Jacksonville woke up under a horrible stench. Here’s what made it worse.

Lynyrd Skynyrd said it best: “Can’t you smell that smell?”

People across Jacksonville woke up wondering what was causing a horrible smell outside.

News4Jax spent the morning making calls and sending emails to the city, JEA, police and fire departments, trying to get to the bottom of the infiltrating smell that had us holding our noses.

A city spokeswoman said at least 30 complaints were called in from nine different ZIP codes:

  • 32202
  • 32205
  • 32206
  • 32207
  • 32208
  • 32210
  • 32216
  • 32217
  • 32244

“While we do not have a source for the smell at this time, we do have an inspector with our environment quality division investigating and we will report back as soon as have more information,” the spokeswoman said in an email.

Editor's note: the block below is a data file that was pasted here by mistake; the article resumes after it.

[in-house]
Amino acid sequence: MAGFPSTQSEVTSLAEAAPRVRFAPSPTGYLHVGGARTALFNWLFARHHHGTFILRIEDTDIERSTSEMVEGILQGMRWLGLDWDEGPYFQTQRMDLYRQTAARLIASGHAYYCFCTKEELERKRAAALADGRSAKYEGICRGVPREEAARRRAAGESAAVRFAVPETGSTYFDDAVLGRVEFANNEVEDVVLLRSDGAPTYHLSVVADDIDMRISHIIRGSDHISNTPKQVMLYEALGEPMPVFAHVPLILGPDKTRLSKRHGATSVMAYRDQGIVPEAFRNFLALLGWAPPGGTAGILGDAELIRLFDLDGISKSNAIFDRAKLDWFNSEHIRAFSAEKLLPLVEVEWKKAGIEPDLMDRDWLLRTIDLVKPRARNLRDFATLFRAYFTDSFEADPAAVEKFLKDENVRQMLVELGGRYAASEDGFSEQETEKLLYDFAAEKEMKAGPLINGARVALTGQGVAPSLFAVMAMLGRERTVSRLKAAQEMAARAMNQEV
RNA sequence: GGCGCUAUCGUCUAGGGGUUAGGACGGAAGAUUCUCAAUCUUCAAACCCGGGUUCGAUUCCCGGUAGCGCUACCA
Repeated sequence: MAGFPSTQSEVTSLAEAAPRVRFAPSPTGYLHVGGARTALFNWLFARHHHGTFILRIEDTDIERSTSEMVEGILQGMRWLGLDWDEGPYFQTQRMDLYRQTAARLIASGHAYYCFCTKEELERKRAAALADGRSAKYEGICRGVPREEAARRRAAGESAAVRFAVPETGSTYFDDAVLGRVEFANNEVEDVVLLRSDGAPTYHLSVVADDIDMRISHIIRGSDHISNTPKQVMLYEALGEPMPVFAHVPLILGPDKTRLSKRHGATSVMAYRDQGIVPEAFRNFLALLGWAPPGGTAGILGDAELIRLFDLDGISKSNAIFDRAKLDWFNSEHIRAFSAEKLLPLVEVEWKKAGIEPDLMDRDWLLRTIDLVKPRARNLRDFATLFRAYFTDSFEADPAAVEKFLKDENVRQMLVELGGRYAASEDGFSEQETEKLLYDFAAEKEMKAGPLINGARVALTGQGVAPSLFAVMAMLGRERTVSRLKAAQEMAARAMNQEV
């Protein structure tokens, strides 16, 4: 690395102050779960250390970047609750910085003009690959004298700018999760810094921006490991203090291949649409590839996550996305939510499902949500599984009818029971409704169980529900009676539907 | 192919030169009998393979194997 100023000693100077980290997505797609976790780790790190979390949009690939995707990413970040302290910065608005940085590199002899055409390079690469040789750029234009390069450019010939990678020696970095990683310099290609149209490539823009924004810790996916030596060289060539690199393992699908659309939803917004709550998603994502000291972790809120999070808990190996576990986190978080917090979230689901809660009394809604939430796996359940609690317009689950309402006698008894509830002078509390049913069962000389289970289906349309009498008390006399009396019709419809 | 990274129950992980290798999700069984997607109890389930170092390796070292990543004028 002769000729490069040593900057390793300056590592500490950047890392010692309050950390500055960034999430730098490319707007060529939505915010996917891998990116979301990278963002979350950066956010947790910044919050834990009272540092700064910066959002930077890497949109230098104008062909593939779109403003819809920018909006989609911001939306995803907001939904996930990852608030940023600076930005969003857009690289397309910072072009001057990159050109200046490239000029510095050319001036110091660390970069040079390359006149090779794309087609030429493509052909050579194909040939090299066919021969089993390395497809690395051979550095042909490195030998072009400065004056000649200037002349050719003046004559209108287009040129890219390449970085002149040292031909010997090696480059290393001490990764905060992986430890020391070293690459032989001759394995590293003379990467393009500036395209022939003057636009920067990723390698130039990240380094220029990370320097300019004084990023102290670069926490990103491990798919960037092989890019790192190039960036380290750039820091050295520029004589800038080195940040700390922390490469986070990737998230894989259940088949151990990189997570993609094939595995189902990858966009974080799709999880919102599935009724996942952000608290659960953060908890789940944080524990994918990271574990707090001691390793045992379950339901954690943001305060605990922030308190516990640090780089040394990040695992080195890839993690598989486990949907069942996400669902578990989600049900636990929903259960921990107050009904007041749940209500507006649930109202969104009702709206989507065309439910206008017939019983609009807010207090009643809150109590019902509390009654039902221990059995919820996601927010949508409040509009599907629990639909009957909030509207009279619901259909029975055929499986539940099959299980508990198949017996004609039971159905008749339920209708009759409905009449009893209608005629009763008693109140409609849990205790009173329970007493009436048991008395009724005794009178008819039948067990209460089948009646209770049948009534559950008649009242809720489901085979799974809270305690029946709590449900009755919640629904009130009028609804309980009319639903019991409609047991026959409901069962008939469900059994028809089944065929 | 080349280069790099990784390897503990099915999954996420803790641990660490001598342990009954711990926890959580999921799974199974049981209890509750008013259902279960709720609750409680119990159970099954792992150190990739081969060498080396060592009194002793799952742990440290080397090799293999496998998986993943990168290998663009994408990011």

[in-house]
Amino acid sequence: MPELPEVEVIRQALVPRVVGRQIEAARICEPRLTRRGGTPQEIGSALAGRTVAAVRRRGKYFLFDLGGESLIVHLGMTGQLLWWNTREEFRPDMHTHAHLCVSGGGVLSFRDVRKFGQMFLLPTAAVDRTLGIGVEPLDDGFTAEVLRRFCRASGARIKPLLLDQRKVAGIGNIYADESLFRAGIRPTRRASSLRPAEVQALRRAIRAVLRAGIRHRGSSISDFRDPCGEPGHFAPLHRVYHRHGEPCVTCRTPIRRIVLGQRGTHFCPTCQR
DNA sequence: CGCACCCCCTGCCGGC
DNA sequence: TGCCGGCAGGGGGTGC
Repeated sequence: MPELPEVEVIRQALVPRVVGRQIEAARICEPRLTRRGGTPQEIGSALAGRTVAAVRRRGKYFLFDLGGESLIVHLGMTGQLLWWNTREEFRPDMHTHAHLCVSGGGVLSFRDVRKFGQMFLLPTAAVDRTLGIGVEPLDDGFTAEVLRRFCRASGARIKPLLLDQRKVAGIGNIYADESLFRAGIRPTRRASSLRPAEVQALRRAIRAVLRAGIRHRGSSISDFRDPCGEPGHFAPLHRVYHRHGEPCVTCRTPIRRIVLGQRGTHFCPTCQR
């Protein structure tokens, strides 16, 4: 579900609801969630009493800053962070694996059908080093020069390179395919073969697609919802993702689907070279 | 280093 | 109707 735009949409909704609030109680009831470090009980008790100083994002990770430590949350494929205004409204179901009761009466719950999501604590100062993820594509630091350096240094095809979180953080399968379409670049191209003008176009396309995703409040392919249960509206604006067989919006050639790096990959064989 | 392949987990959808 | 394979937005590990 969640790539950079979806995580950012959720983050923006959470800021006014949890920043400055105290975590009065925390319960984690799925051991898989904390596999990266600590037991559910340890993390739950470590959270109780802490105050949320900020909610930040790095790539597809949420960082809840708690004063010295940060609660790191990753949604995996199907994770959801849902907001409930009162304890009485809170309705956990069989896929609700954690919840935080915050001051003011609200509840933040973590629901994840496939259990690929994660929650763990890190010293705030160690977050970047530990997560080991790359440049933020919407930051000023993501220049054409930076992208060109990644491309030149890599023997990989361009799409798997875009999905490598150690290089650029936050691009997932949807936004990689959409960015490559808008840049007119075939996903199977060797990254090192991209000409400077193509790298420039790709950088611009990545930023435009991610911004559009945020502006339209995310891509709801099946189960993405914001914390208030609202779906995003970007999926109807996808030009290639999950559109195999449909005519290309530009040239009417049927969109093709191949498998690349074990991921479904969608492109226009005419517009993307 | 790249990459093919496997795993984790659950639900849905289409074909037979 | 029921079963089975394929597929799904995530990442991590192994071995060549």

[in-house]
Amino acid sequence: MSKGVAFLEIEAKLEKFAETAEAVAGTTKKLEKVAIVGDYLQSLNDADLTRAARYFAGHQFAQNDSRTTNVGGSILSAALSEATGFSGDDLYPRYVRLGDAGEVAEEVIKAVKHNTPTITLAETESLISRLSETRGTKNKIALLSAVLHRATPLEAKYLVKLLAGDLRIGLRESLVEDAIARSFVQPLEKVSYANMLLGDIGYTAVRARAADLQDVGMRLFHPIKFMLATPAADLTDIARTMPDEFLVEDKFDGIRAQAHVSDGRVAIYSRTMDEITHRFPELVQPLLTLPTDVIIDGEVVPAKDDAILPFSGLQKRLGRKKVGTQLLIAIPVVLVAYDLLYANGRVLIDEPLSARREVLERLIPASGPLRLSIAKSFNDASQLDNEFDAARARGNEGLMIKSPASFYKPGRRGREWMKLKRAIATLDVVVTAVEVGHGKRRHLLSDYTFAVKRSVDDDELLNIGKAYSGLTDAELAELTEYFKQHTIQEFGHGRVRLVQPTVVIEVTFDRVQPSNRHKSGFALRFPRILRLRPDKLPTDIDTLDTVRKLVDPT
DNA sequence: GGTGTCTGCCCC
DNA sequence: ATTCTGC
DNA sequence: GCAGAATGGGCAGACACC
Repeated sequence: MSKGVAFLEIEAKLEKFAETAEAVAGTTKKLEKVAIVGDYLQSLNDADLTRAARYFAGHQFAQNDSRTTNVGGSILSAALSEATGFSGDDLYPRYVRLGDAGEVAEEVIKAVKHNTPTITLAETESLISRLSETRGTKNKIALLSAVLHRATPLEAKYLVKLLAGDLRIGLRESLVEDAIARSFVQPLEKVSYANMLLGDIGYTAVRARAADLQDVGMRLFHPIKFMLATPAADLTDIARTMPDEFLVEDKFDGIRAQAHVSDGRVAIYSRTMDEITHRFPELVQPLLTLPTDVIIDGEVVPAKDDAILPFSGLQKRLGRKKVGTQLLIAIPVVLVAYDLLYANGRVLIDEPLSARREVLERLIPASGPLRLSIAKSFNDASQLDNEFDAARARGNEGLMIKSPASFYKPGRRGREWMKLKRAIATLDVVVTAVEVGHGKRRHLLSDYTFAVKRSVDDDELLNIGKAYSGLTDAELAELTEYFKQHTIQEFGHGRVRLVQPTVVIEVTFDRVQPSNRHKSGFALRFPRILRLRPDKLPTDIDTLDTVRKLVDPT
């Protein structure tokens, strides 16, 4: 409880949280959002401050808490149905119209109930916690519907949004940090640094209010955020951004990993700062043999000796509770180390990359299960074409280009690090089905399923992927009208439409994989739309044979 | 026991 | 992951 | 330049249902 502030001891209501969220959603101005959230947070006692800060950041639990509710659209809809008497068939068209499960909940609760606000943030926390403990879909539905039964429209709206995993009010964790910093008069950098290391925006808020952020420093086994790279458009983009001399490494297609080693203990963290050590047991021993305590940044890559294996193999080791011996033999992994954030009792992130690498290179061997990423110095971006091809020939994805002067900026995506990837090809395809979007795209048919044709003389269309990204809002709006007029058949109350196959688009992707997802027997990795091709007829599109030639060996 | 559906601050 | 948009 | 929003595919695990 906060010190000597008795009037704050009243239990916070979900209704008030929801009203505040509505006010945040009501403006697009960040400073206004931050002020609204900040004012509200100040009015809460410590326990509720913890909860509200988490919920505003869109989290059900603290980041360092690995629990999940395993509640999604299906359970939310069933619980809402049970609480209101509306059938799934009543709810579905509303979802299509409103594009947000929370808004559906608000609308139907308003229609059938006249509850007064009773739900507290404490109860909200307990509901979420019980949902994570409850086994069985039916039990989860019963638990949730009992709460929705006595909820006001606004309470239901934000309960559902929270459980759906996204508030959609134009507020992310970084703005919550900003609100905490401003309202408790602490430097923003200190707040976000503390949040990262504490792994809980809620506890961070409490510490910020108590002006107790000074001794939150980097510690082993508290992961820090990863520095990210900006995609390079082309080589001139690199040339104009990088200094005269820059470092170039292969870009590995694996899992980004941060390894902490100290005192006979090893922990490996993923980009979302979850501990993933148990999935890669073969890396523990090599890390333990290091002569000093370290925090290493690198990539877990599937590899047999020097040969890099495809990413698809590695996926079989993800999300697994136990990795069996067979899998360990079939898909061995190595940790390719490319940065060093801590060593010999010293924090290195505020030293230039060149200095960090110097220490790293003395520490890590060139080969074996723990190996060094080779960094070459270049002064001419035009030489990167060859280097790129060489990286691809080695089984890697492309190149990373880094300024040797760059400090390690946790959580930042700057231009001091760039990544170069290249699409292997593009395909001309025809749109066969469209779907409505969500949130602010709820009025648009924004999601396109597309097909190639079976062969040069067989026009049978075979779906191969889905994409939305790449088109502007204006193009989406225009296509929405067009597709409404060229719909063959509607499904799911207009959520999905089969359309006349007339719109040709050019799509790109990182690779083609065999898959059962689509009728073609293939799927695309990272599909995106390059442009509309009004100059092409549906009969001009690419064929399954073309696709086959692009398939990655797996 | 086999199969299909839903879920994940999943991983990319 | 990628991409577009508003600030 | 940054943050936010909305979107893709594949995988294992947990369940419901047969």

JEA also said it “does not have any reported issues at this time” but continues “to investigate.”

Jacksonville Fire Rescue said it received multiple calls overnight from around the city. Crews were sent on several, but nothing was found as far as the cause of the smell.

News4Jax has heard reports of the smell from St. Augustine to the Northside of Jacksonville to Orange Park and Fleming Island.

RELATED: Jacksonville residents share interesting theories about smell wafting through the city

While we hope to get more definitive answers soon about the source, Meteorologist Mark Collins explained the science behind why the stench was so strong.

Mark said the smell was trapped by an inversion. The warm air above the ground acts as a lid on the atmosphere resulting in calm winds trapping everything from smoke and pollution to funky odors close to the ground. Inversions are common during the colder months when temperatures cool off quickly at night.

While we continue to look for a source, it also raises the question of whether this has anything to do with the unspecified stench that has been drawing complaints from Nassau County residents for weeks.

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